How a Frank Zappa fixation fostered an appreciation for classical compositions

Categories: Gateway Acts

Gateway Acts is an ongoing series on Backbeat in which we examine the music that served as an entry point for our burgeoning musical obsessions, a gateway drug that tuned us in and turned us on. Today, A.H. Goldstein reflects on his Frank Zappa fixation.

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Zappa.com

Some of my earliest musical memories revolve around the tape deck in my father's car. Led Zeppelin II, the Rolling Stones' Hot Rocks compilation, Rumours by Fleetwood Mac -- these cassettes provided the daily soundtrack for drives to and from elementary school, along with complementary hand drum solos on the dashboard courtesy of my dad. Occasionally, he'd pop in a copy of Frank Zappa's Sheik Yerbouti. That record was a stark departure from the rest of the classic rock fare, with its long-form guitar solos, frenzied xylophone work and bizarre lyrics about Jewish princesses and baby snakes. It wasn't until years later, after I bought my own copy of the album on CD as a freshman in high school, that the true brilliance of the album and its creator began to sink in.

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Fugazi is a benchmark, a signpost and an example of how it could and should be done

Gateway Acts is a new ongoing series on Backbeat in which we examine the music that served as an entry point for our burgeoning musical obsessions, a gateway drug that tuned us in and turned us on. Today, guest columnist and Flattery Festival founder Ian O'Dougherty (Uphollow, Ian Cooke, TaunTaun, Eolian) asserts that if there were just one band, that band would be Fugazi.

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By Ian O'Dougherty

I started playing guitar at the age of eight after seeing La Bamba in 1987. Brian Setzer's cover of Eddie Cochran's song "Summertime Blues" on the soundtrack got me excited about guitar and led me to discover Chuck Berry and Buddy Holly. I heard Nirvana on the radio in 1991 and then started playing guitar loudly. In junior high, I met a kid named Whit Sibley, who also played guitar loudly. He put the Descendents "Silly Girl" and Fugazi's "Long Division" on a mixtape for me, and in return, I gave him a Godflesh cassette to check out. We eventually decided to start a band together called Uphollow. We ended up playing hundreds of shows and did more tours than I remember.

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- Saturday: Flattery Festival at 3 Kings Tavern, 2/2/13
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- How Beck opened up a whole new world to an evangelical boy from the Midwest


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Gateway Acts: How a Rush to judgment ultimately led to more affecting music

Gateway Acts is a new ongoing series on Backbeat in which we examine the music that served as an entry point for our burgeoning musical obsessions, a gateway drug that tuned us in and turned us on. Today, Noah Hubbell gives us the goods on a Rush to judgment that he made early on.

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Aaron Thackeray
Okay, hands up: Who here loves Rush? (Spoiler alert: It's this guy.)
I grew up in a house of somewhat traditional music, where I was exposed to everything from jazz to classic rock to soul. It provided a great background for me, but for the most part, the impetus was on the importance of instrumental or vocal talent. My father was, and still is, a fanatical guitar player. I cannot remember an extended period where he wasn't practicing. In fact, he practices more at playing guitar than I've ever seen anybody practice anything. Wanting to someday be able to play an instrument like my father, I began drumming when I was twelve, and it was then that I realized how much work it takes to be a great player.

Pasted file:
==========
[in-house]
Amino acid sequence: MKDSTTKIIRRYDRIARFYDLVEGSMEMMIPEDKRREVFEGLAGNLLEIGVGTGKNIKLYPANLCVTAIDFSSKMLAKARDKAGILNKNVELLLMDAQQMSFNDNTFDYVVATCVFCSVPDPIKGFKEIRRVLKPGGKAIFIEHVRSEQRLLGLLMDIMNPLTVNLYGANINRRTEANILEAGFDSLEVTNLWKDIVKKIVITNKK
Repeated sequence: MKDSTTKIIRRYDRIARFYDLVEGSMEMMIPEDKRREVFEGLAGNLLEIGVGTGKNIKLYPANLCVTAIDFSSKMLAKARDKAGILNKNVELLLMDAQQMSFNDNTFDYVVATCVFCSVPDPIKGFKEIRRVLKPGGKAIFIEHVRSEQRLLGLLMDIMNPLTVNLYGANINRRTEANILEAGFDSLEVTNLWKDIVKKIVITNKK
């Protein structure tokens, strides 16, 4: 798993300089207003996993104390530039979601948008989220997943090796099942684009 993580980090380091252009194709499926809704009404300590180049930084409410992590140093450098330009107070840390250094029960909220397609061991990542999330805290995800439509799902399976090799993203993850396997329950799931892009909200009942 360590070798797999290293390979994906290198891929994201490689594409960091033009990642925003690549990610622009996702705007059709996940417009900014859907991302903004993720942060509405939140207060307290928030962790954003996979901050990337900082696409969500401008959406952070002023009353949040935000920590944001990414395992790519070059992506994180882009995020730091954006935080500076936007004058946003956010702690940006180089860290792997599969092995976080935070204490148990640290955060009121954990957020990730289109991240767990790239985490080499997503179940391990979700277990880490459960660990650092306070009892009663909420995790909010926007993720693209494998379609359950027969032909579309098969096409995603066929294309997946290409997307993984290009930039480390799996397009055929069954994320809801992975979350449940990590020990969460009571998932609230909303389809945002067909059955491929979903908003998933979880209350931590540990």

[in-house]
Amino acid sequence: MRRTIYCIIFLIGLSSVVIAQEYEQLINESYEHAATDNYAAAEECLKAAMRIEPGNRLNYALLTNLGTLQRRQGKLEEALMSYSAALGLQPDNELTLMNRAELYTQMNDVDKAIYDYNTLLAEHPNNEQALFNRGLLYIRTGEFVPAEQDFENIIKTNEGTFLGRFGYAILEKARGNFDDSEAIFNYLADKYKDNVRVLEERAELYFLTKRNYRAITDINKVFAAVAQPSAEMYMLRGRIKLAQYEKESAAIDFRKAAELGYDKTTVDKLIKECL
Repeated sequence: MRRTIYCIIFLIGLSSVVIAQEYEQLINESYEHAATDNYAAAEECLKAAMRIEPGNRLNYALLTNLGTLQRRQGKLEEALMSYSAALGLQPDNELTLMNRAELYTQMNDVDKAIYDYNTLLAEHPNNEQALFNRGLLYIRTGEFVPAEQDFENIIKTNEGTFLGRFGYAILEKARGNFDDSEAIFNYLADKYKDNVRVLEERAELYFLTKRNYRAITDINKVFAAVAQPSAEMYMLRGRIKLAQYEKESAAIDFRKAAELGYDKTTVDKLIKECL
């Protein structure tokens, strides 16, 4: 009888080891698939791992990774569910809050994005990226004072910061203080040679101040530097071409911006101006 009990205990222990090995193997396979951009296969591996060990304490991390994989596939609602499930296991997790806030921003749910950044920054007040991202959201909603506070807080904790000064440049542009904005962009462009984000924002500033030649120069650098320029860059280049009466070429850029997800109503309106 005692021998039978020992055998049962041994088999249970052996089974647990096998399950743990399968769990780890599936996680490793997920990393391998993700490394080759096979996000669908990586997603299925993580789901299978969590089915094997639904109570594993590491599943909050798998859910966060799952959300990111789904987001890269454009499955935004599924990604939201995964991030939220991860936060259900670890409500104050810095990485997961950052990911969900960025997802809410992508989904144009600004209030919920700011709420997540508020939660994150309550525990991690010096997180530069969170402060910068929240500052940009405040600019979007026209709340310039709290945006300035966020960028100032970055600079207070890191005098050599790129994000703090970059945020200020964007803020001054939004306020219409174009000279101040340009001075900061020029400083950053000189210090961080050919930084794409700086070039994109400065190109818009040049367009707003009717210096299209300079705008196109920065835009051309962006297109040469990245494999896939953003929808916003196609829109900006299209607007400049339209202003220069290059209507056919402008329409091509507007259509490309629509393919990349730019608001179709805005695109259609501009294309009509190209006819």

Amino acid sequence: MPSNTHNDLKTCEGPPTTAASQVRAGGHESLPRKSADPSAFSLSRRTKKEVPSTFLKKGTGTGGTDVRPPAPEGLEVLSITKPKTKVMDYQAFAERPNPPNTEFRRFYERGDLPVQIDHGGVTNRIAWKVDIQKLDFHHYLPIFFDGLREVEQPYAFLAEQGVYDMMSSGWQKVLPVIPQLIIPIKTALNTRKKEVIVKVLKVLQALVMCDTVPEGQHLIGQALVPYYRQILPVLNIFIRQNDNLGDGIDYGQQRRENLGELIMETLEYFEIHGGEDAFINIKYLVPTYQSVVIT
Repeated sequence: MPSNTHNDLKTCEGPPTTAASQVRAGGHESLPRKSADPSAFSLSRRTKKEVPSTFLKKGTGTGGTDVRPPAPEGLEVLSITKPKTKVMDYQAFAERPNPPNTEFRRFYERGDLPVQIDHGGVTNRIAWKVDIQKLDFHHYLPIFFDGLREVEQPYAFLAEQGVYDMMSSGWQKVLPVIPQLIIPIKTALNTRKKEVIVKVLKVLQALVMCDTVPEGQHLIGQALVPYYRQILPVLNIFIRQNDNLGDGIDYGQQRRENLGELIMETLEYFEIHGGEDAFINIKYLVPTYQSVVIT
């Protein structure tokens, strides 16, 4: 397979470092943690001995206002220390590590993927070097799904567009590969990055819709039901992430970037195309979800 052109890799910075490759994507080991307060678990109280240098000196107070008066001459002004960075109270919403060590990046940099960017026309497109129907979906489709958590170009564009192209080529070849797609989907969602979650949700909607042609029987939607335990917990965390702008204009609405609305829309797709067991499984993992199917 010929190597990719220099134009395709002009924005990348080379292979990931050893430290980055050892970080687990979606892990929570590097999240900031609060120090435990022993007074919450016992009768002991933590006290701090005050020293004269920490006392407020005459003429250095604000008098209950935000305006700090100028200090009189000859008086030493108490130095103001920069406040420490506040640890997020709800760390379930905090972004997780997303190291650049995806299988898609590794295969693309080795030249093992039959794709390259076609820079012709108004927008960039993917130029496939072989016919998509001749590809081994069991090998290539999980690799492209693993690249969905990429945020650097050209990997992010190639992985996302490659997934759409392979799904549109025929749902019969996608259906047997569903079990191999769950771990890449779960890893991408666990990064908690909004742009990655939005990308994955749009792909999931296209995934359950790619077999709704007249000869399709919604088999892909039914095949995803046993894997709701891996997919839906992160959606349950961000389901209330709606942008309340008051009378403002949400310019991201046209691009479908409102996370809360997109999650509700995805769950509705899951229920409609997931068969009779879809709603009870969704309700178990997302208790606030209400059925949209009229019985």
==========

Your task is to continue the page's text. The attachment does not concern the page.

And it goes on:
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- Gateway Acts: How Beck opened up a whole new world to an evangelical boy
- Ten essential gangsta-rap albums
- Review: Rush levels Red Rocks with three hours of power and precision


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Gateway Acts: How Beck opened up a whole new world to an evangelical boy from the Midwest

Gateway Acts is a new ongoing series on Backbeat in which we examine the music that served as an entry point for our burgeoning musical obsessions, a gateway drug that tuned us in and turned us on. Today, Josiah Hesse gives up the goods on his Beck jones.

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There is no way to listen to the music of Beck Hansen without, either actively or passively, becoming aware of the whole of 20th century American music. It's all in there: the Delta blues of Mississippi's John Hurt and Son House (One Foot In The Grave), the b-boy electro-hip-hop of Grandmaster Flash and Afrika Bambaataa (Midnite Vultures), the lachrymose, orchestral folk of Townes Van Zandt and Nick Drake (Sea Change), the experimental art-noise of John Cage and Suicide (Stereopathetic Soulmanure) and the goofy punk-rock of the Frogs and the Butthole Surfers (Mellow Gold). For me, and surely for many others, getting into Beck albums was not only a joyful explosion of the senses, but a life-long infection of curiosity for the encyclopedic landscape of pop-music history.

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- Anton Newcombe on Beck, living in Germany and Bright Channel
- Beckstra! Beckstra! Have you heard about Beck's record club?
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